Inclusion is a trending word these days but what does it mean in the context of the digital world?
Inclusion simply means making someone feel like they belong, including them in activities and groups, or helping them feel at ease and at home in an environment. Digital inclusion means that different marginalized groups have an equal chance to access, afford, learn, and use technology.
In most cases, digital technology refers to not just the use of different equipment, devices, software, and hardware, but also access to the internet. Unfortunately, many people around the world in marginalized communities are being excluded from digital environments.
This has a detrimental impact on societies, education, healthcare, and economies, leading to a digital divide between people who can use and access technology, and those who can't.
Why do we need digital literacy and inclusion?
It helps you...
stay connected with friends, work, and news through social media (Facebook, Twitter, Linkedin)
manage your health through apps and devices (Maven Clinic)
deal with emergencies (Amber Alert) or learn about public health restrictions or vaccines
navigate cities (Google Maps)
It gives you...
immediate access to information (Google)
the flexibility to work from anywhere (Upwork)
the option to get schooling and different types of learning online (Google Classroom, YouTube)
entertainment and music options (Spotify, Netflix)
the opportunity to meet new people (Bumble, Tinder)
convenience for shopping, travel, and transportation (Uber, Amazon)
It allows you to...
become a content creator (Twitch, TikTok)
receive, send, or manage money (PayPal)
rent homes wherever and whenever (Airbnb)
capture your everyday memories and share them with others (Instagram)
vote or participate in political discussions
Where is digital inclusion the highest?
According to the Inclusive Internet Index 2021 , Singapore, South Korea, and the United States have the highest digital inclusion.
On the other hand, countries like Burkina Faso, Liberia, and Congo have the lowest internet inclusivity in the world.
This index bases its findings on availability, affordability, cultural relevance, and audience readiness when it comes to the internet.
Why is digital inclusion so important for women and girls?
When women and girls face barriers to digital tools through lack of access, understanding, or affordability, they'll have limited ability to:
be part of political discourse or vote
get online jobs or have freelance online income
pursue STEM careers
learn new subjects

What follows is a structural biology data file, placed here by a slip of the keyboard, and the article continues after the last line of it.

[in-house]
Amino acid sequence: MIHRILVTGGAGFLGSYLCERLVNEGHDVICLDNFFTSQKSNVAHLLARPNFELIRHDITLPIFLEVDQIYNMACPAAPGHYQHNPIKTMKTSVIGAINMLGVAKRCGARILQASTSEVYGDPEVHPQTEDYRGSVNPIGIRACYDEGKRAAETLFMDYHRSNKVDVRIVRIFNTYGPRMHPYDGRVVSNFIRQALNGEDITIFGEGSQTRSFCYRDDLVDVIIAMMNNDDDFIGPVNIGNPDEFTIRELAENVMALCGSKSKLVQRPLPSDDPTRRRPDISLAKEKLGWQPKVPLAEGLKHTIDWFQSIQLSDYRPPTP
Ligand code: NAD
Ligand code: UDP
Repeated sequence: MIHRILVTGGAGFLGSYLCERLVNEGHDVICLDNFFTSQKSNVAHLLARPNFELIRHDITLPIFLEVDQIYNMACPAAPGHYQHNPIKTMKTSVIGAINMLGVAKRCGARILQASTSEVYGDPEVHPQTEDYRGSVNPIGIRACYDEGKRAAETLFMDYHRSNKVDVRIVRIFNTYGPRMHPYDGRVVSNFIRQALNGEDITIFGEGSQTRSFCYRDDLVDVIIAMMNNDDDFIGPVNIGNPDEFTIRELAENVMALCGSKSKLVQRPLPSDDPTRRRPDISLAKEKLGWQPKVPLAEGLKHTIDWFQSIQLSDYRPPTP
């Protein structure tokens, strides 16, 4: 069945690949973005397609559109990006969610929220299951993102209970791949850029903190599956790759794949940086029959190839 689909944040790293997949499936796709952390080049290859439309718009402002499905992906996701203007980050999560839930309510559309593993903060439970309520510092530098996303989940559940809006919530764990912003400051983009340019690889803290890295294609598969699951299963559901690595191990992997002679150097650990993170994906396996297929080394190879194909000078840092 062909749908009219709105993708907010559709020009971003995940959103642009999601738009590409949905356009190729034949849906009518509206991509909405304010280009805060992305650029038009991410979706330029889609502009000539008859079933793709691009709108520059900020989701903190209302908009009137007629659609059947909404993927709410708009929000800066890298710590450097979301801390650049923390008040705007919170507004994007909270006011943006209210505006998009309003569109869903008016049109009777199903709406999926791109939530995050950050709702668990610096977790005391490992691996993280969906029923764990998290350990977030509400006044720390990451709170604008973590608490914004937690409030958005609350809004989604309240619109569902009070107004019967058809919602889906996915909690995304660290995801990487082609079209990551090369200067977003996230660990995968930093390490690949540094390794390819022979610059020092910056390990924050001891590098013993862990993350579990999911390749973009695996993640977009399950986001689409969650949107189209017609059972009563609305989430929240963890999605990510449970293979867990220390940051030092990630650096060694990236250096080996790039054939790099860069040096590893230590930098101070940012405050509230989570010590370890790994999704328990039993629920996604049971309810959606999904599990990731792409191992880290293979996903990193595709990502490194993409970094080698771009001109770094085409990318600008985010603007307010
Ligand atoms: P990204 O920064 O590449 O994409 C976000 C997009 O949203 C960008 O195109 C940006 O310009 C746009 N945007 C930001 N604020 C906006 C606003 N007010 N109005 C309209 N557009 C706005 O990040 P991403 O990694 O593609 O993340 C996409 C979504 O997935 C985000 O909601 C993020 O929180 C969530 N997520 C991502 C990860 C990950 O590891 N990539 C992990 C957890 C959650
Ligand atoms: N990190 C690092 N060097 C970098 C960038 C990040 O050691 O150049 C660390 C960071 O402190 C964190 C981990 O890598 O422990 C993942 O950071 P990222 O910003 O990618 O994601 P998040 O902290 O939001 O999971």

start, build, and scale online businesses
contribute to the economy
access correct, factual information about their bodies, health, and the world in general
understand, report, or seek therapy for abuse and violence
avoid being scammed
How can we improve digital inclusion?
teach digital skills to kids early on
provide better internet infrastructure
impose fewer taxes on digital technology
design tech with accessibility in mind
build interest in tech through games and movies
provide access to public computers through libraries
offer more free wifi hotspots
give out easy low-interest loans for tech purchases
make the internet free for all
Are digital literacy and digital inclusion the same thing?
Not exactly, but they're linked! Digital literacy is having the skillsets and know-how to effectively use the internet, mobile phones, or other hardware and software. Without digital literacy, it's hard to be included in the digital world!
A digitally literate person understands not just the usage of tech, but also is aware of privacy protocols and online risks, and practices healthy online habits.
Which communities are most vulnerable to digital exclusion?
25% of people ages 65 and above in the US said they have never used the internet or accessed it at home.
Rural, remote communities
Consistent, reliable internet infrastructure hasn't been laid out in many parts of the world and this makes it difficult for rural populations to access digital education and health services.
People with disabilities
People with physical disabilities that impact their hands or movement, or those with learning disabilities, can often struggle with using technology primarily designed for able-bodied people.
Women and girls
In Pakistan, due to existing cultural and social barriers, there's a huge gap between internet access and mobile phone ownership between men versus women.
Refugees, the unhoused, Indigenous people, and at-risk youth
UNHCR states that as compared to the rest of population, refugees are 50% less likely to own internet-enabled phone.
People affected by war or natural disasters
Bush fires, droughts, hurricanes, earthquakes, and wars leave many people homeless without their phones, incomes, or savings.
What causes digital exclusion?
Growing up with low literacy
Fear and distrust of technology
Limited affordability of technology
Living in remote, inaccessible locations
Lack of interest or motivation to use tech
Lack of tech skills
Farhan lives in a remote area in Pakistan and can't access the internet reliably through his service provider. Often he walks for hours to the marketplace to find a stable connection. This is due to:
How can you help bridge the digital divide?
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This Byte has been authored by
Founder & CEO at Aurat Raaj